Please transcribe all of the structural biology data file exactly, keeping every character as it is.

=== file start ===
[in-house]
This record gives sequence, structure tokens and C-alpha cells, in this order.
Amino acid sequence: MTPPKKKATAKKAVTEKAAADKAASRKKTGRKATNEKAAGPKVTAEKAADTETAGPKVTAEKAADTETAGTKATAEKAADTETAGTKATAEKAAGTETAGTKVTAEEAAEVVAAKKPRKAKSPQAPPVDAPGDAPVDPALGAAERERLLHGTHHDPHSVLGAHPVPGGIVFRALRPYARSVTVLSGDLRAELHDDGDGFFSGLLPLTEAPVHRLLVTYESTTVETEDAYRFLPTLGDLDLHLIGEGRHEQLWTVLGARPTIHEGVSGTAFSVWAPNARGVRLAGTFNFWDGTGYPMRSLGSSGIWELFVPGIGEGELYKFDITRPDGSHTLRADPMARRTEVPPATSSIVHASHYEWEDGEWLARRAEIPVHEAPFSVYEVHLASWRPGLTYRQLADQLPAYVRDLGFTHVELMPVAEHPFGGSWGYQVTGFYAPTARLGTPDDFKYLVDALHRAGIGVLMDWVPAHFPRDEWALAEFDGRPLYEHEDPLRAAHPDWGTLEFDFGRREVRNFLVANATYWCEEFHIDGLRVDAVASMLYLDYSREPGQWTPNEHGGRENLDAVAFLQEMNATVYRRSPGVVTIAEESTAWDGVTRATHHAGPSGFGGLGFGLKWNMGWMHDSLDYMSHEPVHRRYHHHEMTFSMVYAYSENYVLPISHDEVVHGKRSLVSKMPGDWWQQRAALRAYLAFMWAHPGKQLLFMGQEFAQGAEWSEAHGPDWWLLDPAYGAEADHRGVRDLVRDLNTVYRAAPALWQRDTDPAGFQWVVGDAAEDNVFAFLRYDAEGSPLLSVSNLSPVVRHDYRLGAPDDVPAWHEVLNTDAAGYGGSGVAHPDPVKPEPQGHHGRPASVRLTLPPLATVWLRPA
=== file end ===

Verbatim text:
[in-house]
This record gives sequence, structure tokens and C-alpha cells, in this order.
Amino acid sequence: MTPPKKKATAKKAVTEKAAADKAASRKKTGRKATNEKAAGPKVTAEKAADTETAGPKVTAEKAADTETAGTKATAEKAADTETAGTKATAEKAAGTETAGTKVTAEEAAEVVAAKKPRKAKSPQAPPVDAPGDAPVDPALGAAERERLLHGTHHDPHSVLGAHPVPGGIVFRALRPYARSVTVLSGDLRAELHDDGDGFFSGLLPLTEAPVHRLLVTYESTTVETEDAYRFLPTLGDLDLHLIGEGRHEQLWTVLGARPTIHEGVSGTAFSVWAPNARGVRLAGTFNFWDGTGYPMRSLGSSGIWELFVPGIGEGELYKFDITRPDGSHTLRADPMARRTEVPPATSSIVHASHYEWEDGEWLARRAEIPVHEAPFSVYEVHLASWRPGLTYRQLADQLPAYVRDLGFTHVELMPVAEHPFGGSWGYQVTGFYAPTARLGTPDDFKYLVDALHRAGIGVLMDWVPAHFPRDEWALAEFDGRPLYEHEDPLRAAHPDWGTLEFDFGRREVRNFLVANATYWCEEFHIDGLRVDAVASMLYLDYSREPGQWTPNEHGGRENLDAVAFLQEMNATVYRRSPGVVTIAEESTAWDGVTRATHHAGPSGFGGLGFGLKWNMGWMHDSLDYMSHEPVHRRYHHHEMTFSMVYAYSENYVLPISHDEVVHGKRSLVSKMPGDWWQQRAALRAYLAFMWAHPGKQLLFMGQEFAQGAEWSEAHGPDWWLLDPAYGAEADHRGVRDLVRDLNTVYRAAPALWQRDTDPAGFQWVVGDAAEDNVFAFLRYDAEGSPLLSVSNLSPVVRHDYRLGAPDDVPAWHEVLNTDAAGYGGSGVAHPDPVKPEPQGHHGRPASVRLTLPPLATVWLRPA